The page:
Bringing the conversation back to sustainability is key to reviving the local raw materials and manufacturing industry here in Australia – especially given the huge shift in momentum we’ve seen in the industry towards labeling and packaging. sustainable marketing. However, transparency continues to be the key to achieving this and consumers should be careful when looking for products made in Australia.

“The fiber is made into yarn, the yarn into fabric and the fabric into clothing – that can literally be the number of times it crosses the ocean,” says Suzan. “So if you buy ‘Australian cotton’ from, say, Kmart, there is no guarantee how many times it has crossed the ocean. It’s not very clear – it’s not the transparency that people want in the supply chain.

Suzan’s point echoes my recent call for blockchain technology to help with tracking and transparency in the fashion industry. Going even further than ethical manufacturing tracing or raw material sourcing, blockchain could also potentially provide industry with an automated sustainability calculator.

Imagine being able to scan two competing garments via a QR code on a tag, and see the relative carbon footprint of both at the same time, calculated automatically by an algorithm running in the background.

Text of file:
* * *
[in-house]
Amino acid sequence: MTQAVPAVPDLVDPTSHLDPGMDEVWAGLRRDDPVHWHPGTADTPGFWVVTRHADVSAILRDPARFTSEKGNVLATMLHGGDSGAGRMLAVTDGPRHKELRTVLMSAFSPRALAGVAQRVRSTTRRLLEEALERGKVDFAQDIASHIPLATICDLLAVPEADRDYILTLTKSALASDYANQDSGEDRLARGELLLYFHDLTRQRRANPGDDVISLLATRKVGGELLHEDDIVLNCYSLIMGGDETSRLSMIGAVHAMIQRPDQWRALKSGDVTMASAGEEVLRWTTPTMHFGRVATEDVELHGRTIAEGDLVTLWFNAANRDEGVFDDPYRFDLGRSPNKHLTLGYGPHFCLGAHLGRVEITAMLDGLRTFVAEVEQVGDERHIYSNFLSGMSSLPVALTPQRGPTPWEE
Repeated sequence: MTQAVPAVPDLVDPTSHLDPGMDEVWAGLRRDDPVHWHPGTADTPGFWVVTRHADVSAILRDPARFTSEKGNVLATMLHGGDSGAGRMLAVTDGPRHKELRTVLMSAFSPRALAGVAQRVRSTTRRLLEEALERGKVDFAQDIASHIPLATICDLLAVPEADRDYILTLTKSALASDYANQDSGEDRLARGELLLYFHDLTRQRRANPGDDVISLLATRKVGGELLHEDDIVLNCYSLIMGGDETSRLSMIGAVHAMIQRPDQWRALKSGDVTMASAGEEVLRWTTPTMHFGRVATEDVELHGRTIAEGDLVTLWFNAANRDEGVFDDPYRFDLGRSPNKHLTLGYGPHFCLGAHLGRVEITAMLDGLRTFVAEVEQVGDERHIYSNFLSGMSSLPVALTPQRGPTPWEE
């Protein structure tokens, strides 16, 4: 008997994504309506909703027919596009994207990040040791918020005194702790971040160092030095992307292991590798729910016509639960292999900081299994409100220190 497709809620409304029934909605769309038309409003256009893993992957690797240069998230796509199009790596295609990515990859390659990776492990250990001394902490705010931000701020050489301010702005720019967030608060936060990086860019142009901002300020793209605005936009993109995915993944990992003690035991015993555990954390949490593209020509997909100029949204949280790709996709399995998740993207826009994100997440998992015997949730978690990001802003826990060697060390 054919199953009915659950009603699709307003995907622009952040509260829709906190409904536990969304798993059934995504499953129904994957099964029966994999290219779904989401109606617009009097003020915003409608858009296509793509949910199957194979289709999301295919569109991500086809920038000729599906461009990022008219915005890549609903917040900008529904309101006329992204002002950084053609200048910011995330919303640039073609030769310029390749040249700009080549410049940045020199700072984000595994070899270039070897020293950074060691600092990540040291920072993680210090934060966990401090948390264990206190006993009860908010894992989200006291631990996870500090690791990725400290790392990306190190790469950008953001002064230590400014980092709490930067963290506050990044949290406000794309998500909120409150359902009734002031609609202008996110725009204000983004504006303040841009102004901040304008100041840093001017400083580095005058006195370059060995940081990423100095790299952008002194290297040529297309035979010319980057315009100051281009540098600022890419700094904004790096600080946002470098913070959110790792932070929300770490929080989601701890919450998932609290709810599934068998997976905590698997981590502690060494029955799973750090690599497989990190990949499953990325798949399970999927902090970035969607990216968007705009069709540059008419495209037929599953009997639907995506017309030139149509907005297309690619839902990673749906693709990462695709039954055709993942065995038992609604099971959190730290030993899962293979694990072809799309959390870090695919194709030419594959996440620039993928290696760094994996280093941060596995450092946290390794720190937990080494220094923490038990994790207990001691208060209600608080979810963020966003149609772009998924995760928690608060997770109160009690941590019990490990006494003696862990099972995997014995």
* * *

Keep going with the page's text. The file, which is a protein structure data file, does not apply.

Unfortunately, this kind of technology seems far away – after all, historically the fashion industry has not been good at integrating into the tech world, despite the huge opportunity for blockchain to respond to all of these. pressing ethical issues with far fewer resources. – in a heavy way.

“When we decided in the late ’80s and mid’ 90s to source more clothing from overseas and our industries were shutting down, that’s when I think we have limited our technological progress in fashion, ”explains Suzan. “Because if you are a manufacturing company, you are constantly improving yourself with your profits. You can get the next best machine… Our manufacturing has stalled.